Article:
As of May 4, dentists in Alberta will be able to provide urgent dental care in addition to emergent care as COVID-19 restrictions ease.
The change to accommodate more patients is welcome news for Eric Tse.
He said he has been suffering from jaw pain for weeks and was finally able to get an appointment at Ranchlands Dental Clinic in Calgary on Tuesday.
“Everything has been so stressful. I have been taking so much medication just to relieve the pain,” he said.
Tse said he felt confident about being one of the first urgent-care patients to be seen in Calgary.
“They are all health professionals so I do trust them. I’m sure they do everything they can to make sure you’re safe,” Tse said.
The office Tse went to in Ranchlands normally sees eight patients at a time. Now, it’s down to one.
Dr. Jan Jaffer said it hasn’t been a huge stretch to accommodate the new rules that were laid out by the Alberta Dental Association and College on Friday. Patients will be pre-screened, and N95 masks must be used for aerosol-generating procedures, which are ones that have the possibility of spraying fluids.
“We wear masks and we wear gloves. We are already doing that on a regular basis. We are supposed to make sure we don’t pass on things like TB or HIV, so we are protected to that level. I do think dentists are fairly well-protected,” Jaffer said.
Some provinces have tighter rules around the time that must pass between appointments and the requirement for closed rooms for using aerosol-generating procedures.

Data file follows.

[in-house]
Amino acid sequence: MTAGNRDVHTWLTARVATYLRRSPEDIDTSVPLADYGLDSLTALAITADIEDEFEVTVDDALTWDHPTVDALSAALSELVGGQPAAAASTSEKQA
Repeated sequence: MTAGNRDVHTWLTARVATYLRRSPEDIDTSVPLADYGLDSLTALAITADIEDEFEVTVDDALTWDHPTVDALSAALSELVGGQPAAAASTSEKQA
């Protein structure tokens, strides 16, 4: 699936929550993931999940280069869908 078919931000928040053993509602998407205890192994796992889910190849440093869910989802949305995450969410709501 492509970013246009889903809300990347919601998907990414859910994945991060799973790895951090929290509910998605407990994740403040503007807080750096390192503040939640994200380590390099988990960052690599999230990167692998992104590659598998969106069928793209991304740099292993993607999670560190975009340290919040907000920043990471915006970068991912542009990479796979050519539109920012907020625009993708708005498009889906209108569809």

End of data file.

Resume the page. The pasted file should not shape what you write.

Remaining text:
“I think Alberta has done a good job of figuring out the balance point. We use N95 masks and face shields but we don’t need a closed room to do the procedures. We don’t need to wait two hours after a procedure,” Jaffer said.
The Alberta Dental Association and College said it is expected that there will be differences from province to province because COVID-19 is taking dentistry to new territory.
“When one group chooses to adopt something, it doesn’t necessarily mean it’s better or worse; it just means they are interpreting the literature a certain way,” said Troy Basarab, president of the Alberta Dental Association and College.
Jaffer said judging by the number of calls at his clinic this week, people are ready to get back in the dentist’s chair. He estimates around 1,600 appointments have been missed since the clinic closed on March 17.
“I don’t think that people would truly be able to catch up but we are looking at pain first and that’s the most important thing: getting people comfortable and out of pain. Then hopefully, in the next couple of weeks, maybe some level of cleaning but things will be different,” Jaffer said.
Only urgent cases are being seen until May 14 but after that, it is expected the Alberta Dental Association and College will expand to non-urgent appointments.
“Assuming that Alberta’s numbers come in the way our chief medical officer is anticipating and the Alberta relaunch strategy continues as it is supposed to progress, then I am anticipating that we are going to open the door a little bit more. So will it be that we are necessarily back to a full scope of practice? I’m not sure yet. But as we move ahead and get a better sense for it, we will start to expand those available services even more,” said Basarab.
He said feedback from the chief medical officer of health will play a big role in what services will be expanded. Another factor is accessibility to personal protective equipment.
The Alberta Dental Association and College said it is actively working with Alberta Health to address the PPE needs and concerns of the province’s dentists.